skip to Main Content
202306 Fresh Quarterly Issue 21 09 Viljoen
Issue 21June 2023

The plum-transport dilemma

Can plums tolerate higher CO2 levels during shipping? By Kyra-Kay Rensburg.

The current reefer container-vent setting of 15 m3 per hour for stone fruit aims to prevent CO2 build-up but exacerbates moisture loss. Closing the vents could increase relative humidity and protect the fruit against shrinkage and shrivel, but some plum cultivars suffer damage and internal disorders when exposed to high CO2 levels.

Starting in 2019, ExperiCo Agri-Research Solutions has been testing various plum cultivars for CO2 sensitivity to see whether they are candidates for shipping with lower air exchanges.

“The main thing is that you can’t control what’s happening during the voyage,” says project leader Handré Viljoen, stone-fruit portfolio manager at ExperiCo. “We don’t know what the CO2 build-up is in a container.”

Plum cultivars that are shown to tolerate higher CO2 levels will be used for semi-commercial shipping trials.

Modified-atmosphere trials

The initial steps are to assess how plums respond to modified atmospheres. Four single-temperature stored cultivars are selected annually for testing based on export volumes.

Plums sourced from commercial pack houses are split into four treatments with five single-carton replicates per treatment. The fruit is placed in sealed bags, and the atmosphere inside the bags is modified, as shown in Table 1.

Table 1: Treatments applied during 20 days of modified-atmosphere exposure.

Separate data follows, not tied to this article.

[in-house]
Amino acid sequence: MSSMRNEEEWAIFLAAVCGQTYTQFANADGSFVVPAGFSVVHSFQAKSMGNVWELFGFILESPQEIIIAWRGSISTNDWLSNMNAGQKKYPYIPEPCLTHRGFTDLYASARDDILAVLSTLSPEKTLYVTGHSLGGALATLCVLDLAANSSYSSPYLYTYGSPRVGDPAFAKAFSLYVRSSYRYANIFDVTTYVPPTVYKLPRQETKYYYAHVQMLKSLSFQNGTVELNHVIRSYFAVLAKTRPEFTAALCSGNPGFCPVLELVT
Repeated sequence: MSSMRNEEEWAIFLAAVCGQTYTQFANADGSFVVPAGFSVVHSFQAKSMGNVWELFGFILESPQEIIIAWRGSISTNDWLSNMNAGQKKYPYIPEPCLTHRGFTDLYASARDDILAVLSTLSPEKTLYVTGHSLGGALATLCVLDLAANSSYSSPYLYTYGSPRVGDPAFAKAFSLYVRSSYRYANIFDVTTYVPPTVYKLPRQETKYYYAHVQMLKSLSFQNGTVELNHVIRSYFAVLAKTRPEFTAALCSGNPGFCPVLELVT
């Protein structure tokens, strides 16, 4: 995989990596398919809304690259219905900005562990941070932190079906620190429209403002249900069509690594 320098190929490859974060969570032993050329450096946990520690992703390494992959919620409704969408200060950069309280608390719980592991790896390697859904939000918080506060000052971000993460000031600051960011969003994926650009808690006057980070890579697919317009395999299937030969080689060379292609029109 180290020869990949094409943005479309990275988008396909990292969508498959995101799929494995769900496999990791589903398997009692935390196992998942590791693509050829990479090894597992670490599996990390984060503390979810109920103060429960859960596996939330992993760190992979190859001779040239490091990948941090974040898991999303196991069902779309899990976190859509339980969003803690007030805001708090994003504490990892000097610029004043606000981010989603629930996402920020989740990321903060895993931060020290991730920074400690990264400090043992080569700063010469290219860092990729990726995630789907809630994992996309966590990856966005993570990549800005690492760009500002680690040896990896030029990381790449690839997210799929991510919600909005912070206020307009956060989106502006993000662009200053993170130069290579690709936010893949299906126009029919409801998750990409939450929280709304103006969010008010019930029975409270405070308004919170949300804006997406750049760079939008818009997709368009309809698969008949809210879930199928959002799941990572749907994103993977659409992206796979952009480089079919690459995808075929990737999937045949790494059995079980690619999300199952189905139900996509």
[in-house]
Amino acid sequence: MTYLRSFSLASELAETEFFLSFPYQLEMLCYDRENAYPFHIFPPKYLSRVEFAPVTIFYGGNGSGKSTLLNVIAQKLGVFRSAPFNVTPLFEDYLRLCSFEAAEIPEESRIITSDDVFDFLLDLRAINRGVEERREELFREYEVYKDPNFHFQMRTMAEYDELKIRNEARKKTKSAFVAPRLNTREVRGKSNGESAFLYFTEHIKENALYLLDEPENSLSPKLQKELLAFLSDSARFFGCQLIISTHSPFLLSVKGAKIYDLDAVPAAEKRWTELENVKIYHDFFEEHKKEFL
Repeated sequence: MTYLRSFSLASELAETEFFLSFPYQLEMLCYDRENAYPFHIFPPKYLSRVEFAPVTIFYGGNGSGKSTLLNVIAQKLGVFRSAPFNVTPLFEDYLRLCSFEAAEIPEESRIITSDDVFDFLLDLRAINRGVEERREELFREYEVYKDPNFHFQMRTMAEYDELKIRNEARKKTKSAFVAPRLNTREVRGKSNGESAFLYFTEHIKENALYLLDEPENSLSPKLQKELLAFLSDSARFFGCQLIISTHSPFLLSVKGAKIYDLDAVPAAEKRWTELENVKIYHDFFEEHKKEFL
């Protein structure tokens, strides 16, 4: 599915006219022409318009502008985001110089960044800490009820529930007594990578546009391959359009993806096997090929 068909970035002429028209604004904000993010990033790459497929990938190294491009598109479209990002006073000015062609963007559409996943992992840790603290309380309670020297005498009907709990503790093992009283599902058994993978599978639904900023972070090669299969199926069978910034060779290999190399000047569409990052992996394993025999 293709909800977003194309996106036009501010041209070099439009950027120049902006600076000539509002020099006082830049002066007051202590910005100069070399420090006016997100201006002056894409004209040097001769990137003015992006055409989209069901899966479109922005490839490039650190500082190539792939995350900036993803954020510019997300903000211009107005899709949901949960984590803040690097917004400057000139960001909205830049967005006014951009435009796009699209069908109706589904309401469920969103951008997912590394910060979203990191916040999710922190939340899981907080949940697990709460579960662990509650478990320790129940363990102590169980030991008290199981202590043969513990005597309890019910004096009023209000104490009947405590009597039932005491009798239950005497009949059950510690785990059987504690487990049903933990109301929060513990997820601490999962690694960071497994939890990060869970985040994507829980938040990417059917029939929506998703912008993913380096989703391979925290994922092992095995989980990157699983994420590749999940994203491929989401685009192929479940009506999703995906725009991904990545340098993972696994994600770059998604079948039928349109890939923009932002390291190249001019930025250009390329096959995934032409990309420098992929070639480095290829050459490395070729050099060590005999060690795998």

Treatment CO2 level O2 level
1 Regular atmosphere Regular atmosphere
2 2% 19%
3 4% 17%
4 6% 15%

Fruit is stored at -0.5 °C in regular atmosphere for seven days, followed by 20 days in the modified-atmosphere treatments, followed by another 15 days in regular atmosphere. The quality of half the fruit is assessed immediately after cold storage, while the other half is evaluated after another five days shelf life at 10 °C.

How cultivars reacted

In 2019, when ExperiCo started these trials, they identified two single-temperature plum cultivars — Fortune and September Yummy — that did not develop internal disorders or reduced firmness in CO2 levels up to 6%, but the effect on shrivel was inconclusive. Laetitia suffered internal disorders and negative effects on flesh firmness at CO2 levels above 2%.

The cultivars currently being trialled are African Delight, Angeleno, Ruby Star, and Ruby Sun.

According to Viljoen, Ruby Sun reacted well to 4% and 6% CO2 last season, but had slight internal browning. There were no internal disorders when it was retested this year, but further testing is required.

Ruby Star performed poorly last season, displaying shrivelling, gel breakdown, aerated tissue, and skin cracks — it will be retested. “Ruby Star plums were too mature last season,” notes Viljoen. “That may be why they had internal issues.”

Other than greater aerated tissue levels in Angeleno, it showed no sensitivity to elevated CO2 levels. Fruit quality in African Delight was not negatively affected by higher CO2.

“So far, the African Delight and Angeleno plums handled the elevated CO2 well, so that’s a good thing. This year Ruby Sun also handled it well,” comments Viljoen.

He adds that seasonal variation in fruit maturity and quality is why the trials need to be repeated.

“The practical part of it is, if we can identify the right levels of CO2, then we can actually give exporters the option of closing the vents if needed,” says Viljoen.

Further research is required once it is proven that closing vents will reduce shrivelling. A semi-commercial trial will be conducted that involves closing container vents during export and monitoring CO2 build-up and fruit quality.

What are people saying about this research?

“Since deregulation, the export of plums in integral containers has grown significantly and the default protocol, irrespective of variety, has always been to ventilate all plum containers. This introduction of fresh air is supposed to prevent build-up of CO2 within the container. However, this can have a negative effect on the delivery air temperature as well as the relative humidity within the container, which could contribute to an increase in moisture loss and shrivelling of the fruit.”

Karin van Rensburg. Technical adviser, In2Stone.

Back To Top